Bluetooth 5.0 is set for a 2017 debut

Bluetooth is an all-but-required technology for any modern smart device. It enables you to do things like collect low-powered IoT devices to smartphones, tablets, and even desktop systems. However, even a more modern Bluetooth v4.2 connection has limitations on both range and bandwidth making it a less appealing technology for IoT devices that need both range and the capability of sending and receiving large amounts of data.

That is, until now. Special Interest Group (SIG) has announced the first major update to the Bluetooth standard since 2009, and this update promises double the speed and quadruple the range with the same low power consumption that engineers have come to rely on for modern, low-powered IoT applications.

“Bluetooth 5 will transform the way people experience the IoT by making it something that happens simply and seamlessly around them,” said Mark Powell, executive director of the Bluetooth SIG. “Increasing operation range will enable connections to IoT devices that extend far beyond the walls of a typical home, while increasing speed supports faster data transfers and software updates for devices. And now with the ability to broadcast a much richer set of information, Bluetooth 5 will make beacons, location awareness, and other connectionless services an even more relevant part of an effortless and seamless IoT experience”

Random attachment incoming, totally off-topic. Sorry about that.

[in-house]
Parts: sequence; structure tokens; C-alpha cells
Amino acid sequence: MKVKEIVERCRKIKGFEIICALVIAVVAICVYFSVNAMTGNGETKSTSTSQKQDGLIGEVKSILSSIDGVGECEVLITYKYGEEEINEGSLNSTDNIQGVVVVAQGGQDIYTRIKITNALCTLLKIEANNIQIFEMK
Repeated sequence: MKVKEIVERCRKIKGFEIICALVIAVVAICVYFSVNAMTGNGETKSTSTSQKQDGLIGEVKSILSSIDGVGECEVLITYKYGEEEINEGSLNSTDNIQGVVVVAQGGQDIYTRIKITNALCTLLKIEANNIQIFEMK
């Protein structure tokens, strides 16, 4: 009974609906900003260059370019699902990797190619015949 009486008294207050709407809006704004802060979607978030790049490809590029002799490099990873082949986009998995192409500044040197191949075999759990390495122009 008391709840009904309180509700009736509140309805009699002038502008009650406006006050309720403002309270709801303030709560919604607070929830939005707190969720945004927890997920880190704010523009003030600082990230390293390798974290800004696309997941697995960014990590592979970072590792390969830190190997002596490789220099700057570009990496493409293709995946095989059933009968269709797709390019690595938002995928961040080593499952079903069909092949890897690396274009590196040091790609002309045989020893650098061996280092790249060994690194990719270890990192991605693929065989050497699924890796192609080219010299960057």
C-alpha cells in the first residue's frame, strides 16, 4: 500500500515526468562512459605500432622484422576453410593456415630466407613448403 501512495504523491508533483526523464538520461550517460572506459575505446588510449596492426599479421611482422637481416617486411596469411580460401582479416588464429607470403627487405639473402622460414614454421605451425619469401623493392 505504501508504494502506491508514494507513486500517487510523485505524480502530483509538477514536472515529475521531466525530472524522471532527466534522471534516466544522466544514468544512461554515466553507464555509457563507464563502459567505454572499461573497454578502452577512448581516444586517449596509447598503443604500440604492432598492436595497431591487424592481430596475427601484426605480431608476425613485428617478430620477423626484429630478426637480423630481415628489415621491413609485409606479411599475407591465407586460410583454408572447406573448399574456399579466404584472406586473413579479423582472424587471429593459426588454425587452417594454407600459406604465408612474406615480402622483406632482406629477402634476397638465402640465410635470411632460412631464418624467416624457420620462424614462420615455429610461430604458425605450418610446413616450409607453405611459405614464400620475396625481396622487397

One of the clear advantages of Bluetooth – especially as it relates to modern Bluetooth applications – is that it is naturally low powered. A device with tiny batteries can operate as a Bluetooth transmitter/receiver for a long time. This isn’t the case with Wi-Fi where much more energy is required to maintain a connection. This is especially useful when considering just how many IoT devices could be in the smart home of the future.

Bluetooth improves range and bandwidth

Bluetooth 5 also increases the ability for location awareness to play a role in these solutions. You could, for example, walk around your home and have your smartphone continually update your location with your home’s beacon. Then, that information is shared with various IoT devices enable all sorts of interesting things to happen. For example, you could have the blinds in your living room open as you walk in, or the music you had playing in your home office come on in your kitchen when you grab a snack.

Its improvements in range and bandwidth are huge improvements. If there is one thing Bluetooth headphone users know all too well, it’s that your audio will cut out if you wander a bit too far away from the device it’s connected to.

In any case, this is a much-needed boost to what has been an aging technology. Now, it’s up to engineers and developers to find new and interesting ways to put it to good use.

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